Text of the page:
With apologies once again for the delay, here's the Illustrator tip I promised.
Acknowledgement is due to Italian letterer Jolly for this post to the Digital Webbing Lettering Forum, which links to this article from the excellent Real World Illustrator blog. The post below derives much of its content from Mordy's excellent hint, albeit in an expanded form here.
This is fairly advanced Adobe Illustrator stuff -- if you're working through the step-by-step guide, this will probably make more sense to you after the section about sound effects, which is coming next week. There's a little bit of overlap with that piece, but this hint is also of value to designers and AI users in general so I thought it was worth separating out into a post of its own.
(If everyone else already knew this, then I apologize, but it was new to me and I had to investigate a bit and then share it.)
When creating SFX, many letterers will convert the text to outlines and then do all the manipulation of the SFX afterwards.
Because my background is in setting type, however, I like to format a lot of my SFX with the typesetting tools. I'd certainly recommend trying it, even if you don't stick to using the technique. For me, it helps to keep the SFX in my mind as a word, as well as a graphic element to be placed on the page.
So… we start with some text, utilizing upper and lower case…
… to give some variety to the letterforms when we change to font to an FX font:
At this point, we could just hit CMD-SHIFT-O and change the whole thing to outlines, or we could set to work on it with the typesetting tools, changing the point size of the characters and nudging them up and down with the baseline shift:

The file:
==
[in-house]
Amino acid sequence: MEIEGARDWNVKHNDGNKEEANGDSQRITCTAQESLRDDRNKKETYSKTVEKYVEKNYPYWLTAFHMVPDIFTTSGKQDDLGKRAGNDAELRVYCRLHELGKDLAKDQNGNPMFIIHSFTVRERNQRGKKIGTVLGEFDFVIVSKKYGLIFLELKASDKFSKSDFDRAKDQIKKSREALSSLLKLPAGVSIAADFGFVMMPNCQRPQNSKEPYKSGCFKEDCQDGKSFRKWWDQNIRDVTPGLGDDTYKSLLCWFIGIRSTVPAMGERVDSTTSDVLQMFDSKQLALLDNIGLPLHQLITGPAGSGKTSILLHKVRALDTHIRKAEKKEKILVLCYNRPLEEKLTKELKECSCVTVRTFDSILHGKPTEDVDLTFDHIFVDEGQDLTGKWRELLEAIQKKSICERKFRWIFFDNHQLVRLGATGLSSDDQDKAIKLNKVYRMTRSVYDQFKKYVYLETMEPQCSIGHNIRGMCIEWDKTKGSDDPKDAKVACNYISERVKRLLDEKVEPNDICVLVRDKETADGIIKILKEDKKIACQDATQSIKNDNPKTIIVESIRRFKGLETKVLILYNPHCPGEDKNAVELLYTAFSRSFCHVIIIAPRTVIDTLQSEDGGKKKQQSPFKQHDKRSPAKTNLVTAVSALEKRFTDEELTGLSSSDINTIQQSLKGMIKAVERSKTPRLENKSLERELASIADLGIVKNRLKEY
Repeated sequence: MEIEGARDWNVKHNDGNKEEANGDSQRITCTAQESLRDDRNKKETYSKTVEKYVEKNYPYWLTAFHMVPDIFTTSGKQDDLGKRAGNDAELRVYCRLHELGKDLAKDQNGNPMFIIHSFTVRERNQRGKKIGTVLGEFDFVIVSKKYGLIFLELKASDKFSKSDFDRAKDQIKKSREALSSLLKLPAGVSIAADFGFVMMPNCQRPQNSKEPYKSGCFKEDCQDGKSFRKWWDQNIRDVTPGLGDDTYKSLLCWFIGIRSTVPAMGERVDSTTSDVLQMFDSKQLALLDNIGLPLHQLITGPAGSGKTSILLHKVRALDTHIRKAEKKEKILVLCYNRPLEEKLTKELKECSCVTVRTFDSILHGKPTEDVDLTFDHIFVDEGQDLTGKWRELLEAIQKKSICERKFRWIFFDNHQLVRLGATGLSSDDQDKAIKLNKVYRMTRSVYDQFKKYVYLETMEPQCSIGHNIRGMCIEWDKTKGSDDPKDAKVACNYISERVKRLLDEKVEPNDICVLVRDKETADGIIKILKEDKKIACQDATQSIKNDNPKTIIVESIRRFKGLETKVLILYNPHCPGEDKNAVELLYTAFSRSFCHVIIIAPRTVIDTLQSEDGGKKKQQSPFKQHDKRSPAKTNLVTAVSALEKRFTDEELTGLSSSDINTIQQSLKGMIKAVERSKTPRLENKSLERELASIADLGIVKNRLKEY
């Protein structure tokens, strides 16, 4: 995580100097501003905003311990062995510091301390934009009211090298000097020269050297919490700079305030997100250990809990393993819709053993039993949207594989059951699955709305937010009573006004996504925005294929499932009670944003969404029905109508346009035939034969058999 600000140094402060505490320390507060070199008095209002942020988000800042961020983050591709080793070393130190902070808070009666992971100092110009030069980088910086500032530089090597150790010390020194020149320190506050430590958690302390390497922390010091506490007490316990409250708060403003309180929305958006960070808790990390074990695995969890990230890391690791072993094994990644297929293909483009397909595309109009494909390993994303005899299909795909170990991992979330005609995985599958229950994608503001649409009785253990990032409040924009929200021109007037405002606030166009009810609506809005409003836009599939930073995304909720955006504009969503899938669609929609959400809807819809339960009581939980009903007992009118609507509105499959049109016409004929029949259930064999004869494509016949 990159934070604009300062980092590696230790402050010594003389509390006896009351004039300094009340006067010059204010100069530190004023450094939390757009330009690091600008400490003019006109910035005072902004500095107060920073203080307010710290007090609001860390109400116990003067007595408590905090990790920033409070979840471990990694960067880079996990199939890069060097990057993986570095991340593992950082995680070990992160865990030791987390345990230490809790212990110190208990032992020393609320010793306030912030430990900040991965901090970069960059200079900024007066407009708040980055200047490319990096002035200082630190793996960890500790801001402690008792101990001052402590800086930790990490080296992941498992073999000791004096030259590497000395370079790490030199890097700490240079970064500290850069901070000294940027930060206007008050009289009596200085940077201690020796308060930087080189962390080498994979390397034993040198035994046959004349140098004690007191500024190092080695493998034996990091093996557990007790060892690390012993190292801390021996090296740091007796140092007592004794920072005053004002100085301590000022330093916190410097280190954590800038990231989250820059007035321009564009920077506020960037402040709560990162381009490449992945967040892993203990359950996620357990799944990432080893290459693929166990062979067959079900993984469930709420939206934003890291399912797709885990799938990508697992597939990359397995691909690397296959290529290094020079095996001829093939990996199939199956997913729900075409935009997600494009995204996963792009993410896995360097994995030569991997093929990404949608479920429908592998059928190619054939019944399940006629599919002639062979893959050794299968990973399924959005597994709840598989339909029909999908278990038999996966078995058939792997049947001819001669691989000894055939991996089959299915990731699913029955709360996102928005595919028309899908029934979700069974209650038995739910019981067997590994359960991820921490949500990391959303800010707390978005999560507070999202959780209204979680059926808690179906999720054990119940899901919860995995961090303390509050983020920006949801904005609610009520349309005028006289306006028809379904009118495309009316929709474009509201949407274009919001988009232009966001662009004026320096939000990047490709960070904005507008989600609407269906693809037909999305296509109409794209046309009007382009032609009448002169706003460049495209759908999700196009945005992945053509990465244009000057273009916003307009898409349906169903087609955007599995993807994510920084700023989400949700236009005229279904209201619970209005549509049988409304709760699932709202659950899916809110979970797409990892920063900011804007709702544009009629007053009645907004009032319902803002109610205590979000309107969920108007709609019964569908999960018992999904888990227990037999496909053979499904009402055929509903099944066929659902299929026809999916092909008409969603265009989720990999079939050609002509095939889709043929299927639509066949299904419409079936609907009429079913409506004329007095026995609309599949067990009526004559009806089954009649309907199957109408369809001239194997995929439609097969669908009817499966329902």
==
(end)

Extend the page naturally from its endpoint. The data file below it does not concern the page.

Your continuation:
You can highlight an individual character and then reduce the tracking to pull the character which follows back towards the highlighted one -- reduce tracking is CMD-SHIFT-[ (open square bracket key):
With a small amount of practice, you'll very quickly be able to knock up pleasing arrangements of letters in short order.
And here's where we get to the tip. Ordinarily, we would then have to convert to outlines in order to add decent stroke and fill effects, which isn't a problem, except that the text ceases to be editable.
However, if you click on the text with the Selection Tool (black arrow) so that the text is selected as an object, you can then go to the Appearance palette and click on the unassuming little triangle shown:
… You can add a stroke to your text.
Big deal, I hear you say, I can add a stroke to my text from the Stroke palette.
Yes, you can, but read on!
Now, you use the same menu to add a Fill to the text:
I can tell you're still unimpressed, since you can Stroke and Fill your directly from the relevant palettes already.
However, if you look at the Appearance palette, you'll see that by using this method, you have your fill above your stroke and when you change the Fill colour to, say, white:
…The characters appear merged, even though they're still editable text.
It gets better, though, because you can add increase the stroke weight and it will only expand outside the characters -- the Fill masks the part of the stroke that would otherwise appear inside:
I wouldn't recommend adding more than a couple of points of stroke weight using this method (at higher values, the behaviour of the paths can become a bit unpredictable), but the results are quite acceptable at lower values.
You can change the fill to a gradient:
And then edit the gradient fill as you would any other, altering the angle:
And the colours:
SFX created like this can still be masked to create 'cut out' effects so that they appear to be in front of or behind elements of the artwork, but all the while remain completely editable with the text tool:
Whilst this isn't a universal solution -- you'll still need to convert to outlines for a lot of the fancier distortion and perspective effects, if you're doing a first pass through a book for a client who (let's say) frequently asks you to change the spellings of SFX, then this technique could well end up saving a lot of time.